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Posts Tagged ‘Copy-number variation’


Copy Number Variants (CNV) Alleles to be Detected by a Complete Recessive Carrier Screening Diagnostics

Reporter: Aviva Lev-Ari, PhD, RN

 

Using array comparative genomic hybridization data for 21,470 individuals, Baylor College of Medicine‘s James Lupski and colleagues considered the frequency with which deletions or other disruptive copy number variants appear in genes known for roles in recessive disease. As they report in Genome Research, the investigators unearthed more than 3,200 instances in which deletions affected one allele of a recessive disease gene, affecting 419 different recessive disease genes in all. The CNVs — which render individuals potential carriers of recessive disease — tended to occur in long genes and genes falling far from those contributing to dominant disease risk, study authors note. Based on their findings, they argue that “a complete recessive carrier screening method or diagnostic test should detect CNV alleles.”

Deletions of recessive disease genes: CNV contribution to carrier states and disease-causing alleles

Abstract

Over 1,200 recessive disease genes have been described in humans. The prevalence, allelic architecture, and per-genome load of pathogenic alleles in these genes remain to be fully elucidated, as does the contribution of DNA copy-number variants (CNVs) to carrier status and recessive disease. We mined CNV data from 21,470 individuals obtained by array comparative genomic hybridization in a clinical diagnostic setting to identify deletions encompassing or disrupting recessive disease genes. We identified 3,212 heterozygous potential carrier deletions affecting 419 unique recessive disease genes. Deletion frequency of these genes ranged from one occurrence to 1.5%. When compared with recessive disease genes never deleted in our cohort, the 419 recessive disease genes affected by at least one carrier deletion were longer and were located farther from known dominant disease genes, suggesting that the formation and/or prevalence of carrier CNVs may be affected by both local and adjacent genomic features and by selection. Some subjects had multiple carrier CNVs (307 subjects) and/or carrier deletions encompassing more than one recessive disease gene (206 deletions). Heterozygous deletions spanning multiple recessive disease genes may confer carrier status for multiple single-gene disorders, for complex syndromes resulting from the combination of two or more recessive conditions, or may potentially cause clinical phenotypes due to a multiply heterozygous state. In addition to carrier mutations, we identified homozygous and hemizygous deletions potentially causative for recessive disease. We provide further evidence that CNVs contribute to the allelic architecture of both carrier and recessive disease-causing mutations. Thus, a complete recessive carrier screening method or diagnostic test should detect CNV alleles.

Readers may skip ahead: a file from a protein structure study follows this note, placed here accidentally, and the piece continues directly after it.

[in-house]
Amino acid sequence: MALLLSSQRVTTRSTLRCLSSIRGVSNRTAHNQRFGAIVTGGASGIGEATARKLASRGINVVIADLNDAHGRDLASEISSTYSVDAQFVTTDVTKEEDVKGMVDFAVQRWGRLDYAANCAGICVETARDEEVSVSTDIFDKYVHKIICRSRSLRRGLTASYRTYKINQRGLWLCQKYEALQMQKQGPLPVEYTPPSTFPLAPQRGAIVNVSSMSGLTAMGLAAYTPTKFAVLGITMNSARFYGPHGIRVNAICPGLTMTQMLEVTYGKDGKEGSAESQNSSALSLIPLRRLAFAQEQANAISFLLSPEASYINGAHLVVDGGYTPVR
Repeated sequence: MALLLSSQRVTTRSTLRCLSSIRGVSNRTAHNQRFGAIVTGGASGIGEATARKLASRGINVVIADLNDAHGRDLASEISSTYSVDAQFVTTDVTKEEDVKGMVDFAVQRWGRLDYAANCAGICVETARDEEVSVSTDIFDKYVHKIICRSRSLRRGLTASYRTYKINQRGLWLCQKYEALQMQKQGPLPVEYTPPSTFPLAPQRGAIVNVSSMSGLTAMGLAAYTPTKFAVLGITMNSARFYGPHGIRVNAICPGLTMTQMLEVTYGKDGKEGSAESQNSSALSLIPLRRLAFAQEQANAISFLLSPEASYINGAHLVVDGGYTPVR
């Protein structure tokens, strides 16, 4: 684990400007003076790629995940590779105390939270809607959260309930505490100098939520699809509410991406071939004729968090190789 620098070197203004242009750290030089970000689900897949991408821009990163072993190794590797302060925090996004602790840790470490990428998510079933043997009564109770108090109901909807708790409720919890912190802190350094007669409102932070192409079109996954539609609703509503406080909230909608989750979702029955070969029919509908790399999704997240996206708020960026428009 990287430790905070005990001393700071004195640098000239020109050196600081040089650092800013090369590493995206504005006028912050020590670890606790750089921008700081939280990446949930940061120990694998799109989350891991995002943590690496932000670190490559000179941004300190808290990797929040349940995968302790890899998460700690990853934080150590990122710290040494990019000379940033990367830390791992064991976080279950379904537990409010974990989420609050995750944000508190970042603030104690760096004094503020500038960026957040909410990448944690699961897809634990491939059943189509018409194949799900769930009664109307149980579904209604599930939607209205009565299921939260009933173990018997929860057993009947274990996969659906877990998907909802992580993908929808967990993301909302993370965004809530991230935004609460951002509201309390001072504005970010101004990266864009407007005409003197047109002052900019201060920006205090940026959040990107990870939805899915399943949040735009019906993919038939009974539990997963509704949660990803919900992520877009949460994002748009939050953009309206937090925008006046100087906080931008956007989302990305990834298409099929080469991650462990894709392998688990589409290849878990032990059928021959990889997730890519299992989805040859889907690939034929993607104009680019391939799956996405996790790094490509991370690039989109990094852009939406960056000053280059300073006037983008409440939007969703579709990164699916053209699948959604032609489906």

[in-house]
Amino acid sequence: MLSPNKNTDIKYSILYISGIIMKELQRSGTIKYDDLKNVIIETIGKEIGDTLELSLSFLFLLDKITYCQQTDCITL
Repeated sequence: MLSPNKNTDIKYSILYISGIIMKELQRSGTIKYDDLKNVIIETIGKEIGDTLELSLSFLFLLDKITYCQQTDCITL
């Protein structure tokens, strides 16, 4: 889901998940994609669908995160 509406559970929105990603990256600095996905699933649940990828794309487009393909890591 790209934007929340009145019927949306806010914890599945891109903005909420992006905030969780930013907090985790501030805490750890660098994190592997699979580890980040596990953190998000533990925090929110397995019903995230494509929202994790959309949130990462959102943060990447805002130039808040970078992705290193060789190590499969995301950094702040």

• Received February 7, 2013.
  • Accepted May 6, 2013.

© 2013, Published by Cold Spring Harbor Laboratory Press

 

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Genome-Wide Detection of Single-Nucleotide and Copy-Number Variation of a Single Human Cell(1)

Reporter, Writer: Stephen J. Williams, Ph.D.

Most tumors exhibit a level of diversity, at the cellular, histologic, and even genetic level (2).  This genetic heterogeneity within a tumor has been a focus of recent research efforts to analyze the characteristics, expression patterns, and genetic differences between individual tumor cells.  This genetic diversity is usually manifested as single nucleotide variations (SNV) and copy number variations (CNV), both of which provide selection pressures in both cancer and evolution.

As cancer research and personalized medicine is focused on analyzing this tumor heterogeneity it has become pertinent view the tumor as a heterogeneous population of cells instead of as a homogenous mass.  In, fact, studies have suggested that cancer cell lines growing on plastic in culture, even though thought of as clonogenic, can actually display a varied degree of expression differences between neighboring cells growing on the same dish.  Indeed, cancer stem cells show an asynchronous cell division, for example a parent CD133-positive cell will divide into a CD133-positive and a CD133-negative cell(3). In addition, the discovery that circulating tumor cells (a rare population of circulating cells in the blood) can be prognostic of outcome in cancer such as inflammatory breast cancer(4), it is ever more important to develop methods to analyze single cell populations.